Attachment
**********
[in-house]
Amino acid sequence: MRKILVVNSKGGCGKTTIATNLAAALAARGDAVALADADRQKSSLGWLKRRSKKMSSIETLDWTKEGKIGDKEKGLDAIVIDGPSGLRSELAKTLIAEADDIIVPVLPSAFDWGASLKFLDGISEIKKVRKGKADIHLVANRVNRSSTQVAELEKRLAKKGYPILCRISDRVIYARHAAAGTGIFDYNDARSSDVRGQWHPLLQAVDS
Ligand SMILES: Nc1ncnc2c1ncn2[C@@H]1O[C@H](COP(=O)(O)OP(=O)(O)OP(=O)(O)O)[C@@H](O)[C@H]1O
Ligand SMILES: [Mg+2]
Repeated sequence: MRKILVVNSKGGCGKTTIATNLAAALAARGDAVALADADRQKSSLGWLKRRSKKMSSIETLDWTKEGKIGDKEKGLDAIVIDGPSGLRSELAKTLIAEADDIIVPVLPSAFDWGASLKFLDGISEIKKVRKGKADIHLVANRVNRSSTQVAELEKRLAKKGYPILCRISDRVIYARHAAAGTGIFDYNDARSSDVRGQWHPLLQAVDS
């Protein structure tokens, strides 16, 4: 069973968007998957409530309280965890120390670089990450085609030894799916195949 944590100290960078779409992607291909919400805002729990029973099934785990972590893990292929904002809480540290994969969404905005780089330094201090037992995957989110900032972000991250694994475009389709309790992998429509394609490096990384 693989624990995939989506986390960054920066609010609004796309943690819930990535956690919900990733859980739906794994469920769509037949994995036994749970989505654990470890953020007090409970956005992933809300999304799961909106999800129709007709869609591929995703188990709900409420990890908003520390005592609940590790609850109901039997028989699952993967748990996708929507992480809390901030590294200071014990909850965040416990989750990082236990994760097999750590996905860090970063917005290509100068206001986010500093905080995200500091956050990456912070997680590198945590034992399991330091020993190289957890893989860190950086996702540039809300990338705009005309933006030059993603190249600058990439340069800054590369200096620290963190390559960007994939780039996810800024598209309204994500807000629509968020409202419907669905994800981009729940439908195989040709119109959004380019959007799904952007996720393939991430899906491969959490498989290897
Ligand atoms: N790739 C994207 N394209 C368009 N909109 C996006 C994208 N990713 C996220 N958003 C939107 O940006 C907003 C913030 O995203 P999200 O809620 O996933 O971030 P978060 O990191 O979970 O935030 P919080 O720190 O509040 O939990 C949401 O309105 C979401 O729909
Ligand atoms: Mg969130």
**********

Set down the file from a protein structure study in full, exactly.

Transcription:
[in-house]
Amino acid sequence: MRKILVVNSKGGCGKTTIATNLAAALAARGDAVALADADRQKSSLGWLKRRSKKMSSIETLDWTKEGKIGDKEKGLDAIVIDGPSGLRSELAKTLIAEADDIIVPVLPSAFDWGASLKFLDGISEIKKVRKGKADIHLVANRVNRSSTQVAELEKRLAKKGYPILCRISDRVIYARHAAAGTGIFDYNDARSSDVRGQWHPLLQAVDS
Ligand SMILES: Nc1ncnc2c1ncn2[C@@H]1O[C@H](COP(=O)(O)OP(=O)(O)OP(=O)(O)O)[C@@H](O)[C@H]1O
Ligand SMILES: [Mg+2]
Repeated sequence: MRKILVVNSKGGCGKTTIATNLAAALAARGDAVALADADRQKSSLGWLKRRSKKMSSIETLDWTKEGKIGDKEKGLDAIVIDGPSGLRSELAKTLIAEADDIIVPVLPSAFDWGASLKFLDGISEIKKVRKGKADIHLVANRVNRSSTQVAELEKRLAKKGYPILCRISDRVIYARHAAAGTGIFDYNDARSSDVRGQWHPLLQAVDS
């Protein structure tokens, strides 16, 4: 069973968007998957409530309280965890120390670089990450085609030894799916195949 944590100290960078779409992607291909919400805002729990029973099934785990972590893990292929904002809480540290994969969404905005780089330094201090037992995957989110900032972000991250694994475009389709309790992998429509394609490096990384 693989624990995939989506986390960054920066609010609004796309943690819930990535956690919900990733859980739906794994469920769509037949994995036994749970989505654990470890953020007090409970956005992933809300999304799961909106999800129709007709869609591929995703188990709900409420990890908003520390005592609940590790609850109901039997028989699952993967748990996708929507992480809390901030590294200071014990909850965040416990989750990082236990994760097999750590996905860090970063917005290509100068206001986010500093905080995200500091956050990456912070997680590198945590034992399991330091020993190289957890893989860190950086996702540039809300990338705009005309933006030059993603190249600058990439340069800054590369200096620290963190390559960007994939780039996810800024598209309204994500807000629509968020409202419907669905994800981009729940439908195989040709119109959004380019959007799904952007996720393939991430899906491969959490498989290897
Ligand atoms: N790739 C994207 N394209 C368009 N909109 C996006 C994208 N990713 C996220 N958003 C939107 O940006 C907003 C913030 O995203 P999200 O809620 O996933 O971030 P978060 O990191 O979970 O935030 P919080 O720190 O509040 O939990 C949401 O309105 C979401 O729909
Ligand atoms: Mg969130």